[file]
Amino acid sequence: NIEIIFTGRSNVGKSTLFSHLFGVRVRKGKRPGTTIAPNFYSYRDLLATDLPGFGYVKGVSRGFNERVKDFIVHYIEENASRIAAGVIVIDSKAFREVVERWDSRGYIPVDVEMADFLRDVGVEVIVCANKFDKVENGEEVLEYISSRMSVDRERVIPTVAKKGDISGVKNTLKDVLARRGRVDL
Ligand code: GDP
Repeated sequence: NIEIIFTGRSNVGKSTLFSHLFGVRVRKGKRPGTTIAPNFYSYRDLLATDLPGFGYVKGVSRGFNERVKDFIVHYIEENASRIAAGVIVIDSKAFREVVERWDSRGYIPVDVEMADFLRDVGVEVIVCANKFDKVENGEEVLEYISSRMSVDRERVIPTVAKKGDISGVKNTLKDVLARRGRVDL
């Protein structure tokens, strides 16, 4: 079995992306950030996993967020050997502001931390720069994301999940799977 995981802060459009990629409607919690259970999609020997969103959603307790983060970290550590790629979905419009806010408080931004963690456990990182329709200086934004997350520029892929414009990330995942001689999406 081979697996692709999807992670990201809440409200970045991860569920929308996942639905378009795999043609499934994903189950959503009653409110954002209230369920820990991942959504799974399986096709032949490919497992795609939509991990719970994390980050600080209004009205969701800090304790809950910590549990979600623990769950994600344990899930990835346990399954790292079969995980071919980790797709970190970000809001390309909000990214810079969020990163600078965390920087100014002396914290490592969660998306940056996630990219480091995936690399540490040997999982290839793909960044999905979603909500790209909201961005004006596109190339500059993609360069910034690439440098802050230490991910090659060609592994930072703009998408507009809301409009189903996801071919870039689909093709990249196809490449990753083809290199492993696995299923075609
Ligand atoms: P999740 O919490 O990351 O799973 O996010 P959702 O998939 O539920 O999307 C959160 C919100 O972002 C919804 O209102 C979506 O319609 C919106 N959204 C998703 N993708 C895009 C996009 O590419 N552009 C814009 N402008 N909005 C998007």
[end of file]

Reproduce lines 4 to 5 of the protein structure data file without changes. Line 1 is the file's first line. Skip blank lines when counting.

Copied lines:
């Protein structure tokens, strides 16, 4: 079995992306950030996993967020050997502001931390720069994301999940799977 995981802060459009990629409607919690259970999609020997969103959603307790983060970290550590790629979905419009806010408080931004963690456990990182329709200086934004997350520029892929414009990330995942001689999406 081979697996692709999807992670990201809440409200970045991860569920929308996942639905378009795999043609499934994903189950959503009653409110954002209230369920820990991942959504799974399986096709032949490919497992795609939509991990719970994390980050600080209004009205969701800090304790809950910590549990979600623990769950994600344990899930990835346990399954790292079969995980071919980790797709970190970000809001390309909000990214810079969020990163600078965390920087100014002396914290490592969660998306940056996630990219480091995936690399540490040997999982290839793909960044999905979603909500790209909201961005004006596109190339500059993609360069910034690439440098802050230490991910090659060609592994930072703009998408507009809301409009189903996801071919870039689909093709990249196809490449990753083809290199492993696995299923075609
Ligand atoms: P999740 O919490 O990351 O799973 O996010 P959702 O998939 O539920 O999307 C959160 C919100 O972002 C919804 O209102 C979506 O319609 C919106 N959204 C998703 N993708 C895009 C996009 O590419 N552009 C814009 N402008 N909005 C998007």